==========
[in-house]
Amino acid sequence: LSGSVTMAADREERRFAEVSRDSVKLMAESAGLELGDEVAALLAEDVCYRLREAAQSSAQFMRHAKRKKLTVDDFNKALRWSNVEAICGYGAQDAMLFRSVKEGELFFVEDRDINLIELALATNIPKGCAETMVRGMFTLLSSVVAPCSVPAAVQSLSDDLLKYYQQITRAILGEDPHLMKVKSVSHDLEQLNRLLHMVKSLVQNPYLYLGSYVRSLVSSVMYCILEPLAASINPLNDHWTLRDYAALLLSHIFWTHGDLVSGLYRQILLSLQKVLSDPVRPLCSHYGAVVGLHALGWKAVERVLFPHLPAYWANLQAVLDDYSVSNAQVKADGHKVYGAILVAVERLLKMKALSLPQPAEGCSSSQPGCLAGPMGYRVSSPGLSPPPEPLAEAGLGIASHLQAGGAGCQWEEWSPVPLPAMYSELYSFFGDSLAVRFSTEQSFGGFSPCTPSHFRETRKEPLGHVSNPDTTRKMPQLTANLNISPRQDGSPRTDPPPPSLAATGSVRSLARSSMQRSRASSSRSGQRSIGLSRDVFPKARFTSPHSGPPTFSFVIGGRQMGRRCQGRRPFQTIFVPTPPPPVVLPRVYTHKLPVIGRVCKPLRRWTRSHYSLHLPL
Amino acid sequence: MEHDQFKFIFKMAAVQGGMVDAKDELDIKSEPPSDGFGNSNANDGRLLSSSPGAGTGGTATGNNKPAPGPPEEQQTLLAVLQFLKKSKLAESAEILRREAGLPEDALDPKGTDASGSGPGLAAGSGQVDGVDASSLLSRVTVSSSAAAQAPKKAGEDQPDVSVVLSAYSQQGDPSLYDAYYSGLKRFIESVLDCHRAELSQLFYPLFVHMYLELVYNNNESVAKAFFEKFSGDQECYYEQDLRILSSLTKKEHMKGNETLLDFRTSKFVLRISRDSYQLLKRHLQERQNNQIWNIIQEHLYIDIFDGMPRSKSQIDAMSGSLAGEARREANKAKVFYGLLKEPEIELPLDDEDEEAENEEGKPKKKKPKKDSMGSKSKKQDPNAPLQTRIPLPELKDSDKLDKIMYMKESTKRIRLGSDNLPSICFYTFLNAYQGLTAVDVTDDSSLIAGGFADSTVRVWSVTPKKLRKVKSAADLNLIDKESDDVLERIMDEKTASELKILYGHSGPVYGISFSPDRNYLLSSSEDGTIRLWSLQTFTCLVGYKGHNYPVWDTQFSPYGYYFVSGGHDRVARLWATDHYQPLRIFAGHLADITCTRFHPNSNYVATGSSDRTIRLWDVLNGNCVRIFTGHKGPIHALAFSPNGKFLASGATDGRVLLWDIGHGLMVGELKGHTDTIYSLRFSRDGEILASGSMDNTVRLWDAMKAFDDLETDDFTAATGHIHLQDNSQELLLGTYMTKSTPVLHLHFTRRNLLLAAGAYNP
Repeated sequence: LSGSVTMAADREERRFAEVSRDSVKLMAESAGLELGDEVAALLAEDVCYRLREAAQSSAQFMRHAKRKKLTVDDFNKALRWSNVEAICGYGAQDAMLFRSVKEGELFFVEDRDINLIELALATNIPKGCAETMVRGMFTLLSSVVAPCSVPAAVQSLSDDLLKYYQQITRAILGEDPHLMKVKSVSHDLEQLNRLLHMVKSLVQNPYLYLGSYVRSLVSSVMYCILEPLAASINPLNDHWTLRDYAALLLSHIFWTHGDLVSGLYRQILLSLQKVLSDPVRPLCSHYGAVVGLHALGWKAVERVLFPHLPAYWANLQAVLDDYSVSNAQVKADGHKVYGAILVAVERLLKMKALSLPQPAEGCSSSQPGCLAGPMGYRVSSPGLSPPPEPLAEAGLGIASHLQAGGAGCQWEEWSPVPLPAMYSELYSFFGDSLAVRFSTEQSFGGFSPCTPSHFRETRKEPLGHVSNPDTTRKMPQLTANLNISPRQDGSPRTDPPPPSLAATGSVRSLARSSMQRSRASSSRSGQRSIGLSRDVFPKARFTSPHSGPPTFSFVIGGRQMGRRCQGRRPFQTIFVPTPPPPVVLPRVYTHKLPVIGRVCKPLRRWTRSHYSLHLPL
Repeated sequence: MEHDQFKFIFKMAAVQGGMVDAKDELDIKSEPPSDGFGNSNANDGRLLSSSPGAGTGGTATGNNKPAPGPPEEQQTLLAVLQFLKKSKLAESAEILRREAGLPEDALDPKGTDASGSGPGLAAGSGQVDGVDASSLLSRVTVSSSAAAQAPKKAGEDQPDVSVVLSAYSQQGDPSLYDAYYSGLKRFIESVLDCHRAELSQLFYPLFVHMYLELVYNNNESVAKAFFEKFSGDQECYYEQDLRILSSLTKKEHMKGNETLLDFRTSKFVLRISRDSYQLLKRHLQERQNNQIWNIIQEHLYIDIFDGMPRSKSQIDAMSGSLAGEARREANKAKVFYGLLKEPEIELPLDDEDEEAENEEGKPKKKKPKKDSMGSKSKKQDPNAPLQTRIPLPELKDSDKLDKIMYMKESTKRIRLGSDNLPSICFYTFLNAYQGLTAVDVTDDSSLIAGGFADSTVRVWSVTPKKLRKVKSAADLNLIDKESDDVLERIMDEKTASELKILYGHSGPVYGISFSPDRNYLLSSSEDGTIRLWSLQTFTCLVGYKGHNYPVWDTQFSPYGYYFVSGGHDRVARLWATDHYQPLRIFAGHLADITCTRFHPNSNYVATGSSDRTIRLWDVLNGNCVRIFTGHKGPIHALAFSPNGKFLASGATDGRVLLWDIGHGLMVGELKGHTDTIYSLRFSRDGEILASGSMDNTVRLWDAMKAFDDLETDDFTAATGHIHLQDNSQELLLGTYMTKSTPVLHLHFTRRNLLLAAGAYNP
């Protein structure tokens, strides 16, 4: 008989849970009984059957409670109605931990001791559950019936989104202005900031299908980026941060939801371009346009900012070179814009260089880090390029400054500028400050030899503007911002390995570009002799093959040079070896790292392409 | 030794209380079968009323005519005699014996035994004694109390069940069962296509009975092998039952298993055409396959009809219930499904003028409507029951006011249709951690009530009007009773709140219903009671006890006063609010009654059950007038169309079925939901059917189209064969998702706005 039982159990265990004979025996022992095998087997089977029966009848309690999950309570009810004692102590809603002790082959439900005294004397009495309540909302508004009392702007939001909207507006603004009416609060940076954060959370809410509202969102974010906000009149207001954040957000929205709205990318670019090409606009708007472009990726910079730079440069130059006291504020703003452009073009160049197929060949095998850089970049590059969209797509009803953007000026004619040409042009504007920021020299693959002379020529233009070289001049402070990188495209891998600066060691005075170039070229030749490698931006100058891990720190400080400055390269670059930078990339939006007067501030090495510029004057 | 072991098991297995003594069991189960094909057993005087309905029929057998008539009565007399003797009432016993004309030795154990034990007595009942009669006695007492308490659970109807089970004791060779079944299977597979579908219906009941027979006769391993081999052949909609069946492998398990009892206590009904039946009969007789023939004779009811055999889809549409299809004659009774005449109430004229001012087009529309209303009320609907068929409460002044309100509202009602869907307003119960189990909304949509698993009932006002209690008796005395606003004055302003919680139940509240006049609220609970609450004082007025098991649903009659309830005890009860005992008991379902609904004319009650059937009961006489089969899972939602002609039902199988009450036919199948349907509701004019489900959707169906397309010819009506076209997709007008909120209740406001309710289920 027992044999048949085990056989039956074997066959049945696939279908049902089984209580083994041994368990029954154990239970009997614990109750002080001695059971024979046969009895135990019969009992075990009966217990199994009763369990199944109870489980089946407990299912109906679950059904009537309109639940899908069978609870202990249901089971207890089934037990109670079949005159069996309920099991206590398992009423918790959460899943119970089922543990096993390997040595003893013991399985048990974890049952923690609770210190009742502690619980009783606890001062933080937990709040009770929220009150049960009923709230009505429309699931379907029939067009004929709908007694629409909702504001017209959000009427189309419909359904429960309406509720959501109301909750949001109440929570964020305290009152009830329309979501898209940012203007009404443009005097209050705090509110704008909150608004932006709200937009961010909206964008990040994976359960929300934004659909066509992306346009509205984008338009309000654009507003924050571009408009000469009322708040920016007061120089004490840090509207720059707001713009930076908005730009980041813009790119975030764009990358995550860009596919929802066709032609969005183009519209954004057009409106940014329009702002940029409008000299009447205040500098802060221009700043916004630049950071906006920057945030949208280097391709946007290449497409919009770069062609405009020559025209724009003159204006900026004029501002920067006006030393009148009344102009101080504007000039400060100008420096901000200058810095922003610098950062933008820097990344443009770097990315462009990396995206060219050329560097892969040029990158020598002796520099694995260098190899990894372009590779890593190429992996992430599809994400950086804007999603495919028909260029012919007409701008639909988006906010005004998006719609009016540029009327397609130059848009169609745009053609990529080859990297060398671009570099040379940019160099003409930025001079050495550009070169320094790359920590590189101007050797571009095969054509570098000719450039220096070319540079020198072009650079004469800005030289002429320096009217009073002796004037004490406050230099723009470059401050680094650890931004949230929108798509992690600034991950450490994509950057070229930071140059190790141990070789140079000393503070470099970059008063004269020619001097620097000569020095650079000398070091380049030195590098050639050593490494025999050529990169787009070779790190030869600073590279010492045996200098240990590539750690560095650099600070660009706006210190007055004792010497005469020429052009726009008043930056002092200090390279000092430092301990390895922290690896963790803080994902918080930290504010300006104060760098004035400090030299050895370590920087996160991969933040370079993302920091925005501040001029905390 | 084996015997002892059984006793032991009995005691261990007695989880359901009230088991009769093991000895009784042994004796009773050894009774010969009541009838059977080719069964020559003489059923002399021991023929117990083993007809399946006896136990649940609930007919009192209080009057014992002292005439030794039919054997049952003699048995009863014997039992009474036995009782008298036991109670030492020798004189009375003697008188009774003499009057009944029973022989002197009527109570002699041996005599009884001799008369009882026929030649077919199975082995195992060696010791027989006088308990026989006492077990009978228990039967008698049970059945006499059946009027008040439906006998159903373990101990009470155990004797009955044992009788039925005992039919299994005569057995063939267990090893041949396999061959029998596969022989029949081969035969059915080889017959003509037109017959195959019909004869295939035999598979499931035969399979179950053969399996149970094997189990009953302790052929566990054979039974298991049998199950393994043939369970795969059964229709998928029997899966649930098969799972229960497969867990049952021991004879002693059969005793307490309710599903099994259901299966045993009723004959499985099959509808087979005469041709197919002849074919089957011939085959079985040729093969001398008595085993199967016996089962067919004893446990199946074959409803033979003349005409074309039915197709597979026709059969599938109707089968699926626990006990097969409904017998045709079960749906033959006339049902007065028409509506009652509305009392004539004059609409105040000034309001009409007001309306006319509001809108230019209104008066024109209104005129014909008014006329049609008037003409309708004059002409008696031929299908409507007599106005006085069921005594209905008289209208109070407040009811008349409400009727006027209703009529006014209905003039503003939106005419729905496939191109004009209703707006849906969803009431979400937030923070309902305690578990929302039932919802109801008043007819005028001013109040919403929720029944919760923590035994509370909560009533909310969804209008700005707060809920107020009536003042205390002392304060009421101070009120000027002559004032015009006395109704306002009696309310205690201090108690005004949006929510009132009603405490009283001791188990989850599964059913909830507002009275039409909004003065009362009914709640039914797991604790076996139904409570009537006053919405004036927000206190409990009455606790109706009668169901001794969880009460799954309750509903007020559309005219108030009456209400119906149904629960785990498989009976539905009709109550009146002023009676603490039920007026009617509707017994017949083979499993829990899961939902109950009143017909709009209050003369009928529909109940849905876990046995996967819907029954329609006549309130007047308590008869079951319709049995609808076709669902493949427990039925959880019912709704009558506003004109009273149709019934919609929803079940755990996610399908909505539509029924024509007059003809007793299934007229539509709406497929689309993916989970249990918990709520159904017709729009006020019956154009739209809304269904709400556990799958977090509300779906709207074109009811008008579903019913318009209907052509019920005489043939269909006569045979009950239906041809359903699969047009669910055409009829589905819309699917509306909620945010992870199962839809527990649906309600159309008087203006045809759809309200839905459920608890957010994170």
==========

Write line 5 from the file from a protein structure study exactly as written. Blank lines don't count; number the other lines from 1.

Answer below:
Repeated sequence: MEHDQFKFIFKMAAVQGGMVDAKDELDIKSEPPSDGFGNSNANDGRLLSSSPGAGTGGTATGNNKPAPGPPEEQQTLLAVLQFLKKSKLAESAEILRREAGLPEDALDPKGTDASGSGPGLAAGSGQVDGVDASSLLSRVTVSSSAAAQAPKKAGEDQPDVSVVLSAYSQQGDPSLYDAYYSGLKRFIESVLDCHRAELSQLFYPLFVHMYLELVYNNNESVAKAFFEKFSGDQECYYEQDLRILSSLTKKEHMKGNETLLDFRTSKFVLRISRDSYQLLKRHLQERQNNQIWNIIQEHLYIDIFDGMPRSKSQIDAMSGSLAGEARREANKAKVFYGLLKEPEIELPLDDEDEEAENEEGKPKKKKPKKDSMGSKSKKQDPNAPLQTRIPLPELKDSDKLDKIMYMKESTKRIRLGSDNLPSICFYTFLNAYQGLTAVDVTDDSSLIAGGFADSTVRVWSVTPKKLRKVKSAADLNLIDKESDDVLERIMDEKTASELKILYGHSGPVYGISFSPDRNYLLSSSEDGTIRLWSLQTFTCLVGYKGHNYPVWDTQFSPYGYYFVSGGHDRVARLWATDHYQPLRIFAGHLADITCTRFHPNSNYVATGSSDRTIRLWDVLNGNCVRIFTGHKGPIHALAFSPNGKFLASGATDGRVLLWDIGHGLMVGELKGHTDTIYSLRFSRDGEILASGSMDNTVRLWDAMKAFDDLETDDFTAATGHIHLQDNSQELLLGTYMTKSTPVLHLHFTRRNLLLAAGAYNP